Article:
Other mothers around me adhered to schedules, and their babies must have read the right books, as they slept much more than mine did! Or maybe they just kept up the story to be good moms?

Encouragement from an Unlikely Source

The next year, we moved to Houston and found that people there were even more hostile about nursing babies. Most mothers nursed briefly, if at all. The fact that Guy was nearing his first birthday and still happily nursing I kept to myself. I was even told by some mothers that it was indecent to nurse babies of that age! I did not even bother to tell the doctor until Guy got pneumonia and I managed to nurse him though the whole thing, saving a trip to the hospital and an I.V. drip. The doctor said I probably saved his life!

That doctor gave me some good advice, saying: “A mother knows her child better than anyone, and if the doctor does not understand that, find another doctor!”

I nursed Guy until his second birthday, when one day, I suggested that big boys do not nurse and he promptly stopped. I was shocked and a little sad.

Guy continued to sleep with us most of the time until after his fifth birthday when his little brother arrived. In his first five years of life, we moved six times and lived in three different countries. I am not sure he would have coped with all the moves and changes to his life without the security of sleeping with his parents. He was, by this stage, an extremely sensitive, mature, and intelligent child! He had been high need and would continue to be for many years, but he was a delight to know and be with.

The Beginning of a Cultural Shift, Sort of

During my pregnancy with my second son, Dean, I found a book by Dr. William Sears, Nighttime Parenting. Finally, someone who agreed with what I had done instinctively.

This time, I was having our son in Brisbane, Australia. Everything had changed! Suddenly, my ideas were greeted with support, and I was considered an enlightened mother. Wow, it felt good to be appreciated and even better not to have to hide my beliefs.

My husband was now working in Hong Kong, and two weeks after Dean’s birth, I flew to Hong Kong with the baby and a five-year-old. Hong Kong, it turned out, was not at all friendly toward breastfeeding. The first few days there, I went to a doctor for the beginning stages of mastitis. This doctor was embarrassed by my condition, refused to look at my breasts and prescribed me Valium – even though I had explained I was nursing!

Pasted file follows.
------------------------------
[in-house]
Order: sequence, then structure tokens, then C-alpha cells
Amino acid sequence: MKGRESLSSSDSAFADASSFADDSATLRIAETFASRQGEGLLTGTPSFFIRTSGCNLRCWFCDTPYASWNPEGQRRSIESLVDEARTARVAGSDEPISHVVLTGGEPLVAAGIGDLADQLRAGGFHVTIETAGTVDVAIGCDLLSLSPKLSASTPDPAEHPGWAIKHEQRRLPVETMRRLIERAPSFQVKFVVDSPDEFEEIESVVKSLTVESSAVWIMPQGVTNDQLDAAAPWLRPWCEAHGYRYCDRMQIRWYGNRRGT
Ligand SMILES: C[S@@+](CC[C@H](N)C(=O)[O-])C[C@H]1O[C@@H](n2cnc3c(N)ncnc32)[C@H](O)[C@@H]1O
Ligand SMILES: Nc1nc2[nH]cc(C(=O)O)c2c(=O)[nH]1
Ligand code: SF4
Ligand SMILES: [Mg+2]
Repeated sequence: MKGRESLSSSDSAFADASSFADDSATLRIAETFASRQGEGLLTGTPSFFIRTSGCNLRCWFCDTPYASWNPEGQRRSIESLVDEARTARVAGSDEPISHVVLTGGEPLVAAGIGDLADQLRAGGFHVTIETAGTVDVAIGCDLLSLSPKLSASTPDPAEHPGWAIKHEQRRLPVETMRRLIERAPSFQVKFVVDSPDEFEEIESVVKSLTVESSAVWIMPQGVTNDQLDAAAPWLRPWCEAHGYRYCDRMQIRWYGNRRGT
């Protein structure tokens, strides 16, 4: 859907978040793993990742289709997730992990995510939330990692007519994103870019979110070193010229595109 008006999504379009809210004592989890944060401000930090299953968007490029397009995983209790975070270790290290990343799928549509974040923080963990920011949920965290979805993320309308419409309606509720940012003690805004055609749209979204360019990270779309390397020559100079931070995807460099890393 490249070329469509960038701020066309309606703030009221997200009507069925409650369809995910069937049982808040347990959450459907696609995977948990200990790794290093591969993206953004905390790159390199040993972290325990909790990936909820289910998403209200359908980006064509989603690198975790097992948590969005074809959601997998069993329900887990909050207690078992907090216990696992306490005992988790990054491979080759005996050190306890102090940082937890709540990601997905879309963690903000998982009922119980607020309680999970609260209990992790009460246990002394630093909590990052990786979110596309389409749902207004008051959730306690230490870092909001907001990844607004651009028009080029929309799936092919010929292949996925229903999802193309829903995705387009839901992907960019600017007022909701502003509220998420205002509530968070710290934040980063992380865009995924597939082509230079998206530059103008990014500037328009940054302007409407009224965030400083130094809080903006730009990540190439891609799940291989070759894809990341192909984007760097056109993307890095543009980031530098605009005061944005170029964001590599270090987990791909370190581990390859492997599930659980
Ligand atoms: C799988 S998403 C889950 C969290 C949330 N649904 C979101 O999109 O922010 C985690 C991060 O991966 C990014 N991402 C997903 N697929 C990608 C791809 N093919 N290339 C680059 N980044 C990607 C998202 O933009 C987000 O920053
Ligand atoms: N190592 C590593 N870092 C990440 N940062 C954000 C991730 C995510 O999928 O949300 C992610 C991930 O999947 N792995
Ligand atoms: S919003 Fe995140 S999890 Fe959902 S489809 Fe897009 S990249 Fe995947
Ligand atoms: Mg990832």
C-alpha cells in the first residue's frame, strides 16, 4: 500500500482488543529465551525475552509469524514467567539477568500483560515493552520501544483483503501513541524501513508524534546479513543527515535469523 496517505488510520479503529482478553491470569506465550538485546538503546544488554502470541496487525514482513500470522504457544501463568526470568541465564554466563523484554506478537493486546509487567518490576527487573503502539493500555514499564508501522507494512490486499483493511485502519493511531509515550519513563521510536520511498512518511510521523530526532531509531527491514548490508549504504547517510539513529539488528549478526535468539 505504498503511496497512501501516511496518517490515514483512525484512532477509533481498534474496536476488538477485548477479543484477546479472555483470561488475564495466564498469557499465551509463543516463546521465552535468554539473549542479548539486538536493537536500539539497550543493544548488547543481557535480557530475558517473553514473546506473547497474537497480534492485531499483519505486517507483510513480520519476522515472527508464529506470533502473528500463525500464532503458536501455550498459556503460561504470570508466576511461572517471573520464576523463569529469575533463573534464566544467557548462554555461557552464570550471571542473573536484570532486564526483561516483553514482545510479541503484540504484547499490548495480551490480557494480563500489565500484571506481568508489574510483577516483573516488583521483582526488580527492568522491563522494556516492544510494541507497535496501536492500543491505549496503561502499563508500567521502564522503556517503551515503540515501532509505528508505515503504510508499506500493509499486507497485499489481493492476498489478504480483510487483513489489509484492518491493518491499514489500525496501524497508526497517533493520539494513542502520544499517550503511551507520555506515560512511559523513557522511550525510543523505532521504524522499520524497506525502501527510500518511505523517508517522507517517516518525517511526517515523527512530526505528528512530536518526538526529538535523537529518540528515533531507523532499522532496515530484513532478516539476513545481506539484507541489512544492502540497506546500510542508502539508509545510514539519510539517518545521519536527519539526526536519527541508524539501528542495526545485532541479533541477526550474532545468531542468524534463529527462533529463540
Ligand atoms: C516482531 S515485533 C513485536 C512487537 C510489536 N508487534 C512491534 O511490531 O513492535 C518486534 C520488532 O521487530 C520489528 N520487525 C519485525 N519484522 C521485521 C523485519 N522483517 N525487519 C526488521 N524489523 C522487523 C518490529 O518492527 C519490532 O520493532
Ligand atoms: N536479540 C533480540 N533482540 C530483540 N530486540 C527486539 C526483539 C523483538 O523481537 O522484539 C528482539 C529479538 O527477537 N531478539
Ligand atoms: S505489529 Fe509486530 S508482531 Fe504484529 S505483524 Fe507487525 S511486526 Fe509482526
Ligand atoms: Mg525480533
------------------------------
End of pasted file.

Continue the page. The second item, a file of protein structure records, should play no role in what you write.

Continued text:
Very few mothers in Hong Kong nursed babies. There was a small group of La Leche League mothers, but they lived in another part of the country. Everyone around me bottlefed. Breastfeeding women were removed from restaurants, and there were no mothers’ rooms available anywhere.

Once again, I was back in an environment where what I was doing was considered all wrong. At least, this time, I had a book that agreed with me. If only we had had the internet back then…back when fax machines were new.

Unashamed AP

I did not really care what anyone thought. I was exhausted and prepared to do whatever I needed to do for my survival. I was lucky to find a doctor who agreed with my ideas – sadly most did not. Dean happily slept with us and fed nearly all night for more than two years.

Today, my husband and I have been married for 29 years, and we are enjoying being a couple again, although when the time comes, we would love to be involved and supportive grandparents. I am always hoping that young parents will choose to experience the joys of what is now commonly referred to as AP.

I spend my time giving young pregnant women lots of good information from my experience and through books I have collected on birth, breastfeeding, and parenting in general. There is so much more information available today, so many more studies and experts proclaiming the benefits of all that I instinctively knew was right. I like to think it is easier for mothers to follow their instincts these days, but there are so many other pressures competing for their time that I know that AP is just as big a challenge as it was in my day.

Attachment Parenting had not been heard of in Australia at that time – not sure it was being talked about anywhere. Having been briefly in New Guinea, I was aware of how simple life with a baby could be if they were breastfed and being carried in some way. Even the poorest children seemed happy.

25 thoughts on “Breastfeeding and Co-sleeping in a Critical Culture”